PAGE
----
We have things like some beet mixes with a lot of diversity in there, including one that is a perennial leaf beet mixed population that came originally from a breeder in Ottawa, Ontario. We are very excited about offering some horseradish seed for the first time. That’s something that’s really pretty special. [Laughter.] Most people only grow horseradish from roots, and Luther Burbank very famously offered $1,000 to anyone who could provide him an ounce of horseradish seed, because he knew nobody would ever do it.

Margaret: I know. I was going to say, Nate, I think I’ve had my horseradish like 30 years, and I don’t even think I know what its seed would look like. It flowers every year, but do you know what I mean? I don’t even know its seed.

Nate: Exactly. They just, they produce very little seed, but once you get a few plants, once you get a few seeds, then you grow some from seed, the plant is more inclined to produce seed in the next generation. We were pretty amazed when we heard about this story and it’s just, it’s really quite awesome.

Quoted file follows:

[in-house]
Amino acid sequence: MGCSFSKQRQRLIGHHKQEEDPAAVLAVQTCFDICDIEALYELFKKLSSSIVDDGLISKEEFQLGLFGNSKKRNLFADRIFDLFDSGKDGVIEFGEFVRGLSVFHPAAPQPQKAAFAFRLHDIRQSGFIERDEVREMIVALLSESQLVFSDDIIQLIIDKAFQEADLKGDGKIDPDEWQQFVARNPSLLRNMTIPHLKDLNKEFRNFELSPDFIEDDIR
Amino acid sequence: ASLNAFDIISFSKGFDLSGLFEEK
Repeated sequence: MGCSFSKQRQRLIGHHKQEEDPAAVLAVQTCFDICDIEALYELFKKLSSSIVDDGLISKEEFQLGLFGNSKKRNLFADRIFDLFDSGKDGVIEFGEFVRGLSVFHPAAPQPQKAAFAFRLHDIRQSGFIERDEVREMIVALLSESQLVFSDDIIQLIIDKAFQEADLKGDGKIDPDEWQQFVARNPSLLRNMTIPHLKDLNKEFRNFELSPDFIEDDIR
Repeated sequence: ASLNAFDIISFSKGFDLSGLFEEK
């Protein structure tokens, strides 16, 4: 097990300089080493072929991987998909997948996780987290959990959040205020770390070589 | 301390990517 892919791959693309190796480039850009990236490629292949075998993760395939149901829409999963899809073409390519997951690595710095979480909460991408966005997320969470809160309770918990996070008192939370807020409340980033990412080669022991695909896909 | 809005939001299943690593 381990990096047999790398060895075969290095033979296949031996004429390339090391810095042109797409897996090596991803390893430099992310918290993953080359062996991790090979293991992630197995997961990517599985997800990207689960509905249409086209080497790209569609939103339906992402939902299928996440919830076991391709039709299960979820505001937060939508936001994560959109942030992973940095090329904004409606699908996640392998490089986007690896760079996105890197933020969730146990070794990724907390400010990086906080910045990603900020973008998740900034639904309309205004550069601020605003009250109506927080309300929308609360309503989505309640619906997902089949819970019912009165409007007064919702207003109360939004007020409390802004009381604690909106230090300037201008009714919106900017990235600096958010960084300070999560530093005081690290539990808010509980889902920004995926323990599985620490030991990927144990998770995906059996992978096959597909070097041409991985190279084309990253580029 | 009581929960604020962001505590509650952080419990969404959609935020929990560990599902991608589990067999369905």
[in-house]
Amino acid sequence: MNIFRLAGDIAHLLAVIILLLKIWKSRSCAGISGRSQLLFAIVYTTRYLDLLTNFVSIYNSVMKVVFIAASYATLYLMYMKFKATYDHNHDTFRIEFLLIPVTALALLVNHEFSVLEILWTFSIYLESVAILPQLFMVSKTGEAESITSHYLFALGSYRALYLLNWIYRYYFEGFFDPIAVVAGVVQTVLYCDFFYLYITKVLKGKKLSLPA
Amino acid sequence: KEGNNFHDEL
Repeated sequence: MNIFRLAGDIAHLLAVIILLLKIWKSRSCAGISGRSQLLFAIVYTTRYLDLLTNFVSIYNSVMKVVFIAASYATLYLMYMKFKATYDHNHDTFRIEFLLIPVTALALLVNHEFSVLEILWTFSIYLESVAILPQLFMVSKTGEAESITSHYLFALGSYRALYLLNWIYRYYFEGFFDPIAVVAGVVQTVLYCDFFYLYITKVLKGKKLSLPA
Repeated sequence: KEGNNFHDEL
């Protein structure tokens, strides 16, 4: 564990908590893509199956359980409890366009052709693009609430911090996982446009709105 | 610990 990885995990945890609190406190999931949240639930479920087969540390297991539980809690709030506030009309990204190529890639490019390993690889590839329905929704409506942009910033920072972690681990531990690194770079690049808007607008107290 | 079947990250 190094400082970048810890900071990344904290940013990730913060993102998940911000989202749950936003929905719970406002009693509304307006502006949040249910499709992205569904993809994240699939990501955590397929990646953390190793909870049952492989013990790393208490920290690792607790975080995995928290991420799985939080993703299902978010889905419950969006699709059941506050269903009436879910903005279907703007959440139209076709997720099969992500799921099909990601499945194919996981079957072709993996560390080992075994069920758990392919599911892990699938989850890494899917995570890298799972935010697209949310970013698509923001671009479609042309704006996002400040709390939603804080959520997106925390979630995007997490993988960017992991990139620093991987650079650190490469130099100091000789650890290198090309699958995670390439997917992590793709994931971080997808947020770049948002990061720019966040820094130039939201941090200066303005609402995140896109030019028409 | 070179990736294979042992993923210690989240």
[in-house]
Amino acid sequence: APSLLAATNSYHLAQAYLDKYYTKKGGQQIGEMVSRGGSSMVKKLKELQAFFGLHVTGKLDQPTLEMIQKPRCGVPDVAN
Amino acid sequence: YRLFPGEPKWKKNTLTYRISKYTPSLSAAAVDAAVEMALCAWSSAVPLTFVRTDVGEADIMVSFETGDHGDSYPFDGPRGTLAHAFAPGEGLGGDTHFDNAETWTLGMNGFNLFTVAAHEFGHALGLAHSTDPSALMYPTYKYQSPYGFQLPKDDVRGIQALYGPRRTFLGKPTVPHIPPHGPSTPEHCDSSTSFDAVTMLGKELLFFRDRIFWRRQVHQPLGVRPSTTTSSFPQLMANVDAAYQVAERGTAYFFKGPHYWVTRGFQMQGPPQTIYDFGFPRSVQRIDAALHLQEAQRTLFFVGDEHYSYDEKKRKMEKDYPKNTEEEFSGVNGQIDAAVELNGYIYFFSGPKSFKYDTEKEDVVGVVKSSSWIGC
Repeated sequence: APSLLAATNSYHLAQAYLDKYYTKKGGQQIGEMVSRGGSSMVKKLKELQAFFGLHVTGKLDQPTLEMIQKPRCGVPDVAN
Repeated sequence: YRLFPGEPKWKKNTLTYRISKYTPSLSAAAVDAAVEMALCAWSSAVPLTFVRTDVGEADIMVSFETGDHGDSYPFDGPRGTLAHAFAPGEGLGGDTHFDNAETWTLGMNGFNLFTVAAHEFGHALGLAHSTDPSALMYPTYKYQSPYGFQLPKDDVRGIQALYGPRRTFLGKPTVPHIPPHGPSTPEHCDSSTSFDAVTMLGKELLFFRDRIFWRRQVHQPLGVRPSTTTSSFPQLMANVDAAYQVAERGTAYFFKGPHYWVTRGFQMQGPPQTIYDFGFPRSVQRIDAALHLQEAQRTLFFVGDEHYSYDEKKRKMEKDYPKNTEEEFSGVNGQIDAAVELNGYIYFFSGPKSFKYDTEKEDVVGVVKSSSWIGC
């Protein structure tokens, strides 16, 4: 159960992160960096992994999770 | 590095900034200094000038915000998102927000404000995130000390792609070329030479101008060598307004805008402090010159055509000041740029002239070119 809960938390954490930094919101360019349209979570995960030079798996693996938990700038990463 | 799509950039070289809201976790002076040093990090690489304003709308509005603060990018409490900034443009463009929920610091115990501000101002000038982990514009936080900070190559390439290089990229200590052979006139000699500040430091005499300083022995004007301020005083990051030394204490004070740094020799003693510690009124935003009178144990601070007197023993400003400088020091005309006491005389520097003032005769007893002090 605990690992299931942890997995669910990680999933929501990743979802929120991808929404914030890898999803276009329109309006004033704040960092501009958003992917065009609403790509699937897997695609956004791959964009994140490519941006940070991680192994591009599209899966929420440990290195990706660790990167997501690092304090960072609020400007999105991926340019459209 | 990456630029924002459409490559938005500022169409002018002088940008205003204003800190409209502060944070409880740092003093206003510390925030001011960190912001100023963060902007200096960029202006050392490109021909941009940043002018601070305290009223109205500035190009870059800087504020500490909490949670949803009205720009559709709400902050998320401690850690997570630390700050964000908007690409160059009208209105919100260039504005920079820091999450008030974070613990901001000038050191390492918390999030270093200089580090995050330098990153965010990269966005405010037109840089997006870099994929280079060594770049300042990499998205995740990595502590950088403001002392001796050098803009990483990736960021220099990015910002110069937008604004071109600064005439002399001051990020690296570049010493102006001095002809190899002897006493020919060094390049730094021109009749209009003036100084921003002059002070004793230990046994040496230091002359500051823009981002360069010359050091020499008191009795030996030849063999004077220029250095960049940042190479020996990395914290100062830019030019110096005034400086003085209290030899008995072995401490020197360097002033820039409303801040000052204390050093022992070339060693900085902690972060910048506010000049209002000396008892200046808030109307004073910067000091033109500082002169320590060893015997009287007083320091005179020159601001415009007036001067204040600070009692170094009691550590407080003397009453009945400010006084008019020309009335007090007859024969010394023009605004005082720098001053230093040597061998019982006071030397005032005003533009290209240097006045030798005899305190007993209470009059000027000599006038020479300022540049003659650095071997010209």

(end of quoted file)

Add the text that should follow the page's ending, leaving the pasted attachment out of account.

Actually, that’s another one that’s sold out really fast, but we’re going to have more of that next year, we hope. One thing that’s pretty cool is that somebody who manages the garden at the Luther Burbank House in Santa Rosa, California, was one of the people who put it in order on the first day for some of that horseradish seed, kind of taking it full circle.

Margaret: You have like a pink celery. You have a poblano pepper that’s been bred and selected for years by, I believe, a grower in Zone 3, Colorado, but it’s a poblano pepper. I think you call it an Alpine Poblano [laughter], speaking of terms that don’t really go together. I mean, all of these things, again-

Nate: That is a grower, Casey Piscura [of Wild Mountain Seeds] in Colorado, and they are growing some amazing things, doing some really fantastic breeding work. Peppers and just tomatoes, just some really beautiful things that we’re just thrilled to have in the catalog.

Margaret: There’s a huckleberry originally from Africa [below] that’s grown as a leaf vegetable. I mean, who knew, right?

Nate: Exactly. I’m super-excited about that one. A friend of mine is a farmer from Eritrea in Maryland, and she grows this as a vegetable. She grows a number of African crops primarily for people who can’t find these vegetables, but they’re culturally important and beloved. One of them is this Njama Njama, it’s called, and it is a garden huckleberry, but it is a beautiful leaf crop.